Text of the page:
Introduction to Blog

I launched the website and the Blog after having spoken to government officials, political analysts and security experts specializing in South Asian affairs from three continents. The feedback was uniformly consistent. The bottom line is that when Kashmiris are suffering and the world has its own set of priorities, we need to find ways to help each other. We must be realistic, go beyond polemics and demagoguery, and propose innovative ideas that will bring peace, justice and prosperity in all of Jammu and Kashmir.

The author had two reasons to create this blog. First, it was to address the question that was being asked repeatedly, especially, by journalists and other observers in the U.S., U.K., and Canada, inquiring whether the Kashmiri society was concerned about social, cultural and environmental challenges in the valley given that only political upheaval and violence were reported or highlighted by media.

Second, the author has covered the entire spectrum of societal issues and challenges facing Kashmiri people over an 8-year period with the exception of politics given that politics gets all the exposure at the expense of REAL CHALLENGES that will likely result in irreversible degradation in the quality of life and the standard of living for future generations of Kashmiris to come.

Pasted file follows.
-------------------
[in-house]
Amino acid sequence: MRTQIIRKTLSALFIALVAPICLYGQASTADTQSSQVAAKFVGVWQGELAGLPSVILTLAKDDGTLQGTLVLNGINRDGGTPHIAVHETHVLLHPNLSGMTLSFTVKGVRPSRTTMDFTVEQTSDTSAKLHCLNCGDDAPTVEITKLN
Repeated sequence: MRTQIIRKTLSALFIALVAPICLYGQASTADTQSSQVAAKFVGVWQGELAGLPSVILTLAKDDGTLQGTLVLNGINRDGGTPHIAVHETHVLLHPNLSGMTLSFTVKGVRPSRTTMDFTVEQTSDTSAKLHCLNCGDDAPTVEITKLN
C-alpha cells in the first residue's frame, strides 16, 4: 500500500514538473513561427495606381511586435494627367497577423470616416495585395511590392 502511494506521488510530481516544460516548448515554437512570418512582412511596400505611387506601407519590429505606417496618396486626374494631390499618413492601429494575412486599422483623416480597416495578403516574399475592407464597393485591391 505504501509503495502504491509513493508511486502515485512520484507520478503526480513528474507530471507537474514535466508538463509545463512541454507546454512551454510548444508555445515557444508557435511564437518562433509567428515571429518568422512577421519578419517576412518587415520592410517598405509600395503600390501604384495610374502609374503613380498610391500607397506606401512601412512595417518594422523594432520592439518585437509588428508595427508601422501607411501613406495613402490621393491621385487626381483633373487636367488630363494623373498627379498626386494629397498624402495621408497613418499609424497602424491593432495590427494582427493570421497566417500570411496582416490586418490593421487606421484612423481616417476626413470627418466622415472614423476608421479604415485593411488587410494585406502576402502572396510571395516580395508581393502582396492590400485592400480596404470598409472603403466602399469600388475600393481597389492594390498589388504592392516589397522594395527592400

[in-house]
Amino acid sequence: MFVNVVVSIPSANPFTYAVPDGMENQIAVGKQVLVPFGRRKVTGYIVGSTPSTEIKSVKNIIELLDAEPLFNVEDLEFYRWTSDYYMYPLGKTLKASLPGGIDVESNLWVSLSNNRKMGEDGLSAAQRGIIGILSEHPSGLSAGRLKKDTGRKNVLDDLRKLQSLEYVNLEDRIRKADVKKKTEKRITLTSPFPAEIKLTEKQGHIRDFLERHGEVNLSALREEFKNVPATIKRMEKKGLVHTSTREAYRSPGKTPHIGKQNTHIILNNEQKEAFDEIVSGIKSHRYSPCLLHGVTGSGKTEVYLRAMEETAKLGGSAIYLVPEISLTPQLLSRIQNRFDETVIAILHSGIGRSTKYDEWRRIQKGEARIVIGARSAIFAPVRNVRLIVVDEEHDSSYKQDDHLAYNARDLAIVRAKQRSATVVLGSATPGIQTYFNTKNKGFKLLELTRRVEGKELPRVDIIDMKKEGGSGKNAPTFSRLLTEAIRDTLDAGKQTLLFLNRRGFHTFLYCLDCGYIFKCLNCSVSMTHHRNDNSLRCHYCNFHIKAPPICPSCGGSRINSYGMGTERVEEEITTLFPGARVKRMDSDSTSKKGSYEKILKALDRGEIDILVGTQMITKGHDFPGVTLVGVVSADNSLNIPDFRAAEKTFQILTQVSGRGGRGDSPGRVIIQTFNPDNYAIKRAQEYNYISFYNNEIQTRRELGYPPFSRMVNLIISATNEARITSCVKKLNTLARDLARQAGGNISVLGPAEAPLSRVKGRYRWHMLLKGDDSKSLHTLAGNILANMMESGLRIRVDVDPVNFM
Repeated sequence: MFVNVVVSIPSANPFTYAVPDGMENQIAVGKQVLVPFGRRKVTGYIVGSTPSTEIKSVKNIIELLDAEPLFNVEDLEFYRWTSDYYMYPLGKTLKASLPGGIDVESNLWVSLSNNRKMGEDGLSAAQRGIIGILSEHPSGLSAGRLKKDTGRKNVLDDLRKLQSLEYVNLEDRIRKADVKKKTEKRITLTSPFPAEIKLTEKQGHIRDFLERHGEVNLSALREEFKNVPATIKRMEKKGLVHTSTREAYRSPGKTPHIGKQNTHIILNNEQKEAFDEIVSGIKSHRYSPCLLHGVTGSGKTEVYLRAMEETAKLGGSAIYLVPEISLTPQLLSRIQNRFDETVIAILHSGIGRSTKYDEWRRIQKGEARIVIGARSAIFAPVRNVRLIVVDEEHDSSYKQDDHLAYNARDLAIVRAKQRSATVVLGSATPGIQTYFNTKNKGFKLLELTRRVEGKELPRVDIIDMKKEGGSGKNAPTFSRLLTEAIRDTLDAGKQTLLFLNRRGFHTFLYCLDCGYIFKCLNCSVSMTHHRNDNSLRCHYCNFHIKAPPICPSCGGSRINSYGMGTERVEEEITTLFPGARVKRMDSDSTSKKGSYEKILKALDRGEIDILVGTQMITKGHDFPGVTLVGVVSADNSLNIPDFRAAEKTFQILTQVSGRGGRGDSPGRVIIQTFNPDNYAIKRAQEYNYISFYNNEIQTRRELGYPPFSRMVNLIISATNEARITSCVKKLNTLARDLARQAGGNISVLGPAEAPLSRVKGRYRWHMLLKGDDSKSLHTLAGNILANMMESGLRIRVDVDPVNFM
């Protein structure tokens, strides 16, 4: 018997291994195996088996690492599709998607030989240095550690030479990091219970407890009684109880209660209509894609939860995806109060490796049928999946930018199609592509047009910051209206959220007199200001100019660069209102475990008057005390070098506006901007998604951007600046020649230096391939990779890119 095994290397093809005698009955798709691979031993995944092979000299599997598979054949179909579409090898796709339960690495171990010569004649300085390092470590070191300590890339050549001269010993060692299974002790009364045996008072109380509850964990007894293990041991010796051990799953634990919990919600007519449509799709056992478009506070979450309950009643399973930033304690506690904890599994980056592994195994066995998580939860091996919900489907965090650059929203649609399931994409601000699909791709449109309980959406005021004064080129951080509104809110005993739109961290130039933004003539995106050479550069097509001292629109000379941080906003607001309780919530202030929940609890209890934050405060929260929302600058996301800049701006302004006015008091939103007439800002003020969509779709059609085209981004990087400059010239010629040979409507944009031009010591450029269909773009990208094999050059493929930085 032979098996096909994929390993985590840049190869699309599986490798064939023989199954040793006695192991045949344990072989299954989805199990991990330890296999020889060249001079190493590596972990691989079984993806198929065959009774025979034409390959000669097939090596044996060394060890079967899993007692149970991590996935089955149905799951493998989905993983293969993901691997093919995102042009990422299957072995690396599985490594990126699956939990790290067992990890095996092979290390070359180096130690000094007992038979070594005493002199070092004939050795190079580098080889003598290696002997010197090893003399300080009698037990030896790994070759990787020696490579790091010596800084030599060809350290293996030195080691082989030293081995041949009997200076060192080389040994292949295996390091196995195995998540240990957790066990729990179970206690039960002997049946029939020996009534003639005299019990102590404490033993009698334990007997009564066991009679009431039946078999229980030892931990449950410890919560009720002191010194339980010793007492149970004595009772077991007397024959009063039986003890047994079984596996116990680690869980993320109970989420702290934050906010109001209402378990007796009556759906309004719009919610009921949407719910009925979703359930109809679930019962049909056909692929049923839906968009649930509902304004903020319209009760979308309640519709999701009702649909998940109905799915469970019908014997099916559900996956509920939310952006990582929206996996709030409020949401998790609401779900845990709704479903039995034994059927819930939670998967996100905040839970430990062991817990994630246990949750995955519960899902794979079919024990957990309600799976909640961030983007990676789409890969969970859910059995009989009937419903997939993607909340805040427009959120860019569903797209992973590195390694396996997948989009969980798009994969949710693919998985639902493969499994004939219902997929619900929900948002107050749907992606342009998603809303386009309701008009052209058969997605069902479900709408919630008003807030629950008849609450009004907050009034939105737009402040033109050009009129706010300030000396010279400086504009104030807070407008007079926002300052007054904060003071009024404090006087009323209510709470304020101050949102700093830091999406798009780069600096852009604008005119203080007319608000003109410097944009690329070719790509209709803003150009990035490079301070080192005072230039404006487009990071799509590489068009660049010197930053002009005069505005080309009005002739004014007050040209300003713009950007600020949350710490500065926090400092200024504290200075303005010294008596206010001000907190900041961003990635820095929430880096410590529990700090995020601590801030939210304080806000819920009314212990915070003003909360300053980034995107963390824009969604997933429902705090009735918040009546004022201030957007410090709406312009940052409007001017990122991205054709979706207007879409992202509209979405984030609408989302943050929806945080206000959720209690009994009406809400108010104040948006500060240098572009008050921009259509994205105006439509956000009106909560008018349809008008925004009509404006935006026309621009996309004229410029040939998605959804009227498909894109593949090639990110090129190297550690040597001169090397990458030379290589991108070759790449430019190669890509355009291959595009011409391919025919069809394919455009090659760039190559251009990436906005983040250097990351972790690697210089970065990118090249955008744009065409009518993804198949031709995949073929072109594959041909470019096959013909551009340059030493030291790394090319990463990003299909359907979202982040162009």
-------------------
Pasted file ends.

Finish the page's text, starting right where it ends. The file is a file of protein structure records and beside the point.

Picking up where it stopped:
The author stopped adding additional material to the Blog once it was felt that most, if not all, concerns, challenges and issues facing the Kashmiri society are cataloged in the Blog. There are over 1900 entries in the Blog and most commentaries include short biographical sketches of authors to bring readers close to the essence of Kashmir. Unfortunately, the 8-year assessment also indicates that neither Kashmiri civil society, nor intellectuals or political leadership have any inclination or enthusiasm in pursuing issues that do not coincide with their vested political agendas. What it means for the future of Kashmiri children and their children is unfathomable. But the evidence is all laid out.

This Blog is a reality check on Kashmir. It is a historical record of how Kashmir lost its way.

Vijay Sazawal, Ph.D.

Tuesday, June 19, 2012

The Marriage Racket

Zeeshan sees inequalities that only good luck can overcome

The Marriage Market

Zeeshan Banday (JNU)

“Marriages are settled in heaven and celebrated here on earth,” reads every invitation card in Kashmir irrespective of the lingual form it has viz. English, Urdu or for that matter Kashmiri. I have always been touched by the lines on our invitation cards.